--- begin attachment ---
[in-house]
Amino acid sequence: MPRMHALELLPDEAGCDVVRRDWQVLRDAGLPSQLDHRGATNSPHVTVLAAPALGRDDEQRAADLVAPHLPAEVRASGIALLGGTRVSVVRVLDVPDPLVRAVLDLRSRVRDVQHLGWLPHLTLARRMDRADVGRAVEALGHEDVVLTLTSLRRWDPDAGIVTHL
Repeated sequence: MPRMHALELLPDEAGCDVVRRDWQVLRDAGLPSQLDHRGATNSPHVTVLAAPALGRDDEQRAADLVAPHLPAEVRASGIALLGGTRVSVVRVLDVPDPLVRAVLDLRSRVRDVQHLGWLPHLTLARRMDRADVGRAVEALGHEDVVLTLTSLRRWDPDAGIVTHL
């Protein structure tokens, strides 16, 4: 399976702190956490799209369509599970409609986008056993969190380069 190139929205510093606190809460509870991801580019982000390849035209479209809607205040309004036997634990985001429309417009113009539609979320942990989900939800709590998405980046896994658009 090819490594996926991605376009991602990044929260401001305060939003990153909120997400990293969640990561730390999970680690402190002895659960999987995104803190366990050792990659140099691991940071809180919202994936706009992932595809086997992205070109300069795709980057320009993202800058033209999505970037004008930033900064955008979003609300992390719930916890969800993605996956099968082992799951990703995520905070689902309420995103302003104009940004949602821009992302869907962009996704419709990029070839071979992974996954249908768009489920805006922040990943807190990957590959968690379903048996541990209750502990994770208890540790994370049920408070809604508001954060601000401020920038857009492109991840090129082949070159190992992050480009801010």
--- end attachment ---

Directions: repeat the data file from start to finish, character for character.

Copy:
[in-house]
Amino acid sequence: MPRMHALELLPDEAGCDVVRRDWQVLRDAGLPSQLDHRGATNSPHVTVLAAPALGRDDEQRAADLVAPHLPAEVRASGIALLGGTRVSVVRVLDVPDPLVRAVLDLRSRVRDVQHLGWLPHLTLARRMDRADVGRAVEALGHEDVVLTLTSLRRWDPDAGIVTHL
Repeated sequence: MPRMHALELLPDEAGCDVVRRDWQVLRDAGLPSQLDHRGATNSPHVTVLAAPALGRDDEQRAADLVAPHLPAEVRASGIALLGGTRVSVVRVLDVPDPLVRAVLDLRSRVRDVQHLGWLPHLTLARRMDRADVGRAVEALGHEDVVLTLTSLRRWDPDAGIVTHL
């Protein structure tokens, strides 16, 4: 399976702190956490799209369509599970409609986008056993969190380069 190139929205510093606190809460509870991801580019982000390849035209479209809607205040309004036997634990985001429309417009113009539609979320942990989900939800709590998405980046896994658009 090819490594996926991605376009991602990044929260401001305060939003990153909120997400990293969640990561730390999970680690402190002895659960999987995104803190366990050792990659140099691991940071809180919202994936706009992932595809086997992205070109300069795709980057320009993202800058033209999505970037004008930033900064955008979003609300992390719930916890969800993605996956099968082992799951990703995520905070689902309420995103302003104009940004949602821009992302869907962009996704419709990029070839071979992974996954249908768009489920805006922040990943807190990957590959968690379903048996541990209750502990994770208890540790994370049920408070809604508001954060601000401020920038857009492109991840090129082949070159190992992050480009801010």